It can block us from accomplishing what we know would be best.
When fears affect judgment, progress and renewal stall out.
Poverty knows all about fear.
We see evidence of fear on a daily basis in the city.
Just look to our streets.
The City of Dallas has taken steps to criminalize homelessness. Panhandling, "loitering" (read here: trying to find a place to simply stop the endless, daily parade of walking to rest just for a while), and other "nuisance" behaviors are now illegal and can result in citations, trips to jail or Parkland Hospital's psyche ward. The condition of being without a permanent place to live can now be regarded as a criminal act.
Because of their schedules, "early out/early in," shelters don't really help much with the problem of fear on our streets.
Business interests fear the poor and homeless who walk our streets, believing that these unfortunate folks will destroy any chance of a Downtown resurgence.
Fear blocks even the best and most innovative development efforts. Just try, as a non-profit organization, to work out a reasonable financing plan on a project aimed at providing high-quality, permanent housing for low-income people, let alone the severely impoverished homeless poor.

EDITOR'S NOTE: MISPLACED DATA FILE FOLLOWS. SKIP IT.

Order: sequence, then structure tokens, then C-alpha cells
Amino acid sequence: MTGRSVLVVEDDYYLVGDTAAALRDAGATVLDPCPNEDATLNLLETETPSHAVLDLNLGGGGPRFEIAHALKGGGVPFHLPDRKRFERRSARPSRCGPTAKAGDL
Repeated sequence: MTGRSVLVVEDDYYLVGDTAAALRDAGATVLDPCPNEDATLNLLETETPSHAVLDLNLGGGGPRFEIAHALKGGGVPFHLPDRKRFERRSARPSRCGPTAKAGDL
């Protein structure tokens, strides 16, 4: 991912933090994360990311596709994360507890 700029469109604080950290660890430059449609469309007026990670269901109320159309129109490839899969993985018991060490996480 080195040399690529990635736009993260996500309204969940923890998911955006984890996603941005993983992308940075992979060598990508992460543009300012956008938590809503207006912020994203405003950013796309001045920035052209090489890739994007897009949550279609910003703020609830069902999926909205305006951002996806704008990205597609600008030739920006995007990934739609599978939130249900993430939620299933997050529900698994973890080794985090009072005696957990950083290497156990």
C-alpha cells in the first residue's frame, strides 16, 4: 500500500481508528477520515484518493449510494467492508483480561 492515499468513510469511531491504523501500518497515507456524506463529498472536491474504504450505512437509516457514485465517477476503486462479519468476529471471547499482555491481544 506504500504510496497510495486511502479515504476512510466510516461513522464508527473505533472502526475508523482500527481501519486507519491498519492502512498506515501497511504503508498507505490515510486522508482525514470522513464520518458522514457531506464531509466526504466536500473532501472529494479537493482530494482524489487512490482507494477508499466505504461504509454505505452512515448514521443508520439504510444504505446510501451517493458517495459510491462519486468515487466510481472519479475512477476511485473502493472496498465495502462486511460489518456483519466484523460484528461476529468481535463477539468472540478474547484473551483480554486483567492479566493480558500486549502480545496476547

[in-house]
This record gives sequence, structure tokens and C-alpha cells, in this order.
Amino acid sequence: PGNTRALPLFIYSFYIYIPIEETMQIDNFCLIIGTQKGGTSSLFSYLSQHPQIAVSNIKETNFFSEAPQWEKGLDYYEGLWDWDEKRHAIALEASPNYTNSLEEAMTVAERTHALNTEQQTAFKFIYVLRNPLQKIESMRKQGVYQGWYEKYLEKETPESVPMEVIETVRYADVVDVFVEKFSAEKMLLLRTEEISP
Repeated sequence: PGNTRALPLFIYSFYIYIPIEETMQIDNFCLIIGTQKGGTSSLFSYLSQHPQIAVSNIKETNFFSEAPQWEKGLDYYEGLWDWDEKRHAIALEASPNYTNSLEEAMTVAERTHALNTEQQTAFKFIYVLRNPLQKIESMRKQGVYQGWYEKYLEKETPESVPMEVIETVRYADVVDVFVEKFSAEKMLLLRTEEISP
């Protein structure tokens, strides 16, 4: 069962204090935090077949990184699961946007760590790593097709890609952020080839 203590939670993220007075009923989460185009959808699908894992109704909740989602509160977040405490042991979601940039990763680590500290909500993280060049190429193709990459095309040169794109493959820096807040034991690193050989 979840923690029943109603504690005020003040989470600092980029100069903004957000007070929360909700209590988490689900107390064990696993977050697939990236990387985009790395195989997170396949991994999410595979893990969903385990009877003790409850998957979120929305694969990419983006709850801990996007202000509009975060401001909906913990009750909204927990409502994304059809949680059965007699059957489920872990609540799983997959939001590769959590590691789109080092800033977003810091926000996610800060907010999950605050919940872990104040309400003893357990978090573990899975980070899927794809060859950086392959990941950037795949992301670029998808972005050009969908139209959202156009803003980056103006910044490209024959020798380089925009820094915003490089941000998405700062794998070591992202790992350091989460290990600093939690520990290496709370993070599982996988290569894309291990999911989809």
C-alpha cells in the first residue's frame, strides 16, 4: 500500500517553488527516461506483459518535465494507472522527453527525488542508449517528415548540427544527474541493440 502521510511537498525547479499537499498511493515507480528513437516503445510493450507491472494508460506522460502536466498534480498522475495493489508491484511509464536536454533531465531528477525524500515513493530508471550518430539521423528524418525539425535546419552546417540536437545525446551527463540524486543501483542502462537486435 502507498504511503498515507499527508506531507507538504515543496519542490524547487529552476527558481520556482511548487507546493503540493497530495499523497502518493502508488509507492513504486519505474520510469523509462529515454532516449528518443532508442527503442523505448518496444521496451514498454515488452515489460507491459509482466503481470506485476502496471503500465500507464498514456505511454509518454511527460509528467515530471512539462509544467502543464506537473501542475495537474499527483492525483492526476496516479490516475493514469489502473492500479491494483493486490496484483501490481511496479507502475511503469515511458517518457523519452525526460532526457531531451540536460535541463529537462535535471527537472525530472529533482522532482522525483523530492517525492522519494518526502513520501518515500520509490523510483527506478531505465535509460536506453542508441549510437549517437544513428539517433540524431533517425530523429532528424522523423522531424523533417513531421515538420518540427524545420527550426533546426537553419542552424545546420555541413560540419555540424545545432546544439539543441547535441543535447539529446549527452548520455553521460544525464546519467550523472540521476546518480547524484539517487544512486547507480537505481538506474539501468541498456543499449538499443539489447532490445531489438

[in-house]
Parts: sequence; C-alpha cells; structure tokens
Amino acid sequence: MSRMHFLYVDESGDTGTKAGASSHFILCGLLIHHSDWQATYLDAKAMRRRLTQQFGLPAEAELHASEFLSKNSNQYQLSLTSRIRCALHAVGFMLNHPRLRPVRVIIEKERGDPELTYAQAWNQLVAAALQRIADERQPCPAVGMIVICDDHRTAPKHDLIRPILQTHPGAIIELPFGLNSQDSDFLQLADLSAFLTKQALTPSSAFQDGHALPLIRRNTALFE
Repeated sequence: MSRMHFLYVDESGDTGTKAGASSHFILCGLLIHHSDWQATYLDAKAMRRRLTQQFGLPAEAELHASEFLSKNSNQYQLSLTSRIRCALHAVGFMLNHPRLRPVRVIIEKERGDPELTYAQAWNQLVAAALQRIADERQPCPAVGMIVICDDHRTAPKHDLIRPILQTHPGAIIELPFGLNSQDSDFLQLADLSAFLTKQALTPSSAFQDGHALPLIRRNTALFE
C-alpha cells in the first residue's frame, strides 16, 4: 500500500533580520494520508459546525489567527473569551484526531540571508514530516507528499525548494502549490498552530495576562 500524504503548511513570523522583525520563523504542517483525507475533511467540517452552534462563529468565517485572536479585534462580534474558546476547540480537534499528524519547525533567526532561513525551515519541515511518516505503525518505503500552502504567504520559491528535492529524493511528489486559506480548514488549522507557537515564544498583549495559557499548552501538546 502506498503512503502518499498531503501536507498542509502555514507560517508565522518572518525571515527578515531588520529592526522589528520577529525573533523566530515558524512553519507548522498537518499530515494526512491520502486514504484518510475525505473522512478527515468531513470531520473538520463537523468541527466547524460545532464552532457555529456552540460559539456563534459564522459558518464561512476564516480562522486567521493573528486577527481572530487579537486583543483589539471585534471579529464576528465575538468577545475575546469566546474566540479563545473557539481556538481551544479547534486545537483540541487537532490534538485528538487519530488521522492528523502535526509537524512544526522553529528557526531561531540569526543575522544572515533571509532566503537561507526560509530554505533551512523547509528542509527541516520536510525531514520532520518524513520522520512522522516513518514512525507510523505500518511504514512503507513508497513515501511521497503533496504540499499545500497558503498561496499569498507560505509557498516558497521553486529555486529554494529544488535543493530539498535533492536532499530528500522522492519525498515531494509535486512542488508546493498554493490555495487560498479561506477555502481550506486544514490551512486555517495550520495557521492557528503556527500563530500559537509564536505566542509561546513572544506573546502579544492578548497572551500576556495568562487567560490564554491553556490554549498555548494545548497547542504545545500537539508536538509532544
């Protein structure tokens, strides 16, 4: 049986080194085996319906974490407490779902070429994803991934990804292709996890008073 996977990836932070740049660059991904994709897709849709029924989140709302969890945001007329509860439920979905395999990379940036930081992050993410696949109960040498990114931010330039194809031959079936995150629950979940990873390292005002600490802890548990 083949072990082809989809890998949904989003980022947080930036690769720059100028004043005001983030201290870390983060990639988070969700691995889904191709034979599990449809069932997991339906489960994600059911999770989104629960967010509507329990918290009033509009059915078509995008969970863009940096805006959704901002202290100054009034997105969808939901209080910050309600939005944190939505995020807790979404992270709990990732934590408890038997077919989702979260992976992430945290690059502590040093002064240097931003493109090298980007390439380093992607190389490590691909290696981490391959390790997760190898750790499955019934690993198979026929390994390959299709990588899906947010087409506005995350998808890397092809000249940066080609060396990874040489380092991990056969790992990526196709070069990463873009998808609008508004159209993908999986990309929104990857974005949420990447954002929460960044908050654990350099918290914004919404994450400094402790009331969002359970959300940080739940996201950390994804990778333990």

Lenders know fear.
For-profit developers are reluctant to focus on affordable housing production, again, to say nothing of real housing for the homeless. They are scared off by the narrow margins, as well as what they fear will be the unique challenges associated with managing affordable projects.
Even the homeless are afraid. They are afraid of the police, ordinary people like me and you, service providers, other poor people.
So, we are left with a situation defined largely by fear, misunderstandings and the inaction of the status quo.
Fear makes it simpler to arrest the homeless, declaring them criminals, than to provide what is really needed: permanent housing with plenty of human support.
I'm looking for leaders who will point us beyond our fear.
Announcement from Duke Memorial UMC
1 week ago